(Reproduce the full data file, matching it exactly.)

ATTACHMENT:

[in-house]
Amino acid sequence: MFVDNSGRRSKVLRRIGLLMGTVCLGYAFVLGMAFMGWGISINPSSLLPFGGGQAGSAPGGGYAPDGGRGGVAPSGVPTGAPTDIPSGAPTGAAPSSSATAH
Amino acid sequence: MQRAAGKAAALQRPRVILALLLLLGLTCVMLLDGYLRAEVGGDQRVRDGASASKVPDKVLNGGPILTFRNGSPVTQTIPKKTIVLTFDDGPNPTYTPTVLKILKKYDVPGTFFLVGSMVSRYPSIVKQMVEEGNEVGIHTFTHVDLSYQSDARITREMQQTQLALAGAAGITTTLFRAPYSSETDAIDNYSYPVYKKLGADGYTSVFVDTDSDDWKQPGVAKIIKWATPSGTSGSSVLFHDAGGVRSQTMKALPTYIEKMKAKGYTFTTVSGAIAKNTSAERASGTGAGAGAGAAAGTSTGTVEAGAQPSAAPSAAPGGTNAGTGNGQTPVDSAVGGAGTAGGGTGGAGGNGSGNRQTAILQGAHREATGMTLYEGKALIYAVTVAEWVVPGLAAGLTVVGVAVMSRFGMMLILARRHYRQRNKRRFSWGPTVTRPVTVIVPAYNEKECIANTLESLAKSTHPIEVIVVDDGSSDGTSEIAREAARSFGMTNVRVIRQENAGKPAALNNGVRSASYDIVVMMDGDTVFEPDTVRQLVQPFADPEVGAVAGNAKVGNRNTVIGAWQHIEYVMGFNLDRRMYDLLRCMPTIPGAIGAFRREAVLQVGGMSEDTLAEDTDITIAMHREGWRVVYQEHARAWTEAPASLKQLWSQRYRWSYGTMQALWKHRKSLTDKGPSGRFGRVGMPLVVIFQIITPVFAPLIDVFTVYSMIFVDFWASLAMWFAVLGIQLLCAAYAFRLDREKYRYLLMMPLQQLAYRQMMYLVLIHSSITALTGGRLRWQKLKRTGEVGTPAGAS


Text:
[in-house]
Amino acid sequence: MFVDNSGRRSKVLRRIGLLMGTVCLGYAFVLGMAFMGWGISINPSSLLPFGGGQAGSAPGGGYAPDGGRGGVAPSGVPTGAPTDIPSGAPTGAAPSSSATAH
Amino acid sequence: MQRAAGKAAALQRPRVILALLLLLGLTCVMLLDGYLRAEVGGDQRVRDGASASKVPDKVLNGGPILTFRNGSPVTQTIPKKTIVLTFDDGPNPTYTPTVLKILKKYDVPGTFFLVGSMVSRYPSIVKQMVEEGNEVGIHTFTHVDLSYQSDARITREMQQTQLALAGAAGITTTLFRAPYSSETDAIDNYSYPVYKKLGADGYTSVFVDTDSDDWKQPGVAKIIKWATPSGTSGSSVLFHDAGGVRSQTMKALPTYIEKMKAKGYTFTTVSGAIAKNTSAERASGTGAGAGAGAAAGTSTGTVEAGAQPSAAPSAAPGGTNAGTGNGQTPVDSAVGGAGTAGGGTGGAGGNGSGNRQTAILQGAHREATGMTLYEGKALIYAVTVAEWVVPGLAAGLTVVGVAVMSRFGMMLILARRHYRQRNKRRFSWGPTVTRPVTVIVPAYNEKECIANTLESLAKSTHPIEVIVVDDGSSDGTSEIAREAARSFGMTNVRVIRQENAGKPAALNNGVRSASYDIVVMMDGDTVFEPDTVRQLVQPFADPEVGAVAGNAKVGNRNTVIGAWQHIEYVMGFNLDRRMYDLLRCMPTIPGAIGAFRREAVLQVGGMSEDTLAEDTDITIAMHREGWRVVYQEHARAWTEAPASLKQLWSQRYRWSYGTMQALWKHRKSLTDKGPSGRFGRVGMPLVVIFQIITPVFAPLIDVFTVYSMIFVDFWASLAMWFAVLGIQLLCAAYAFRLDREKYRYLLMMPLQQLAYRQMMYLVLIHSSITALTGGRLRWQKLKRTGEVGTPAGAS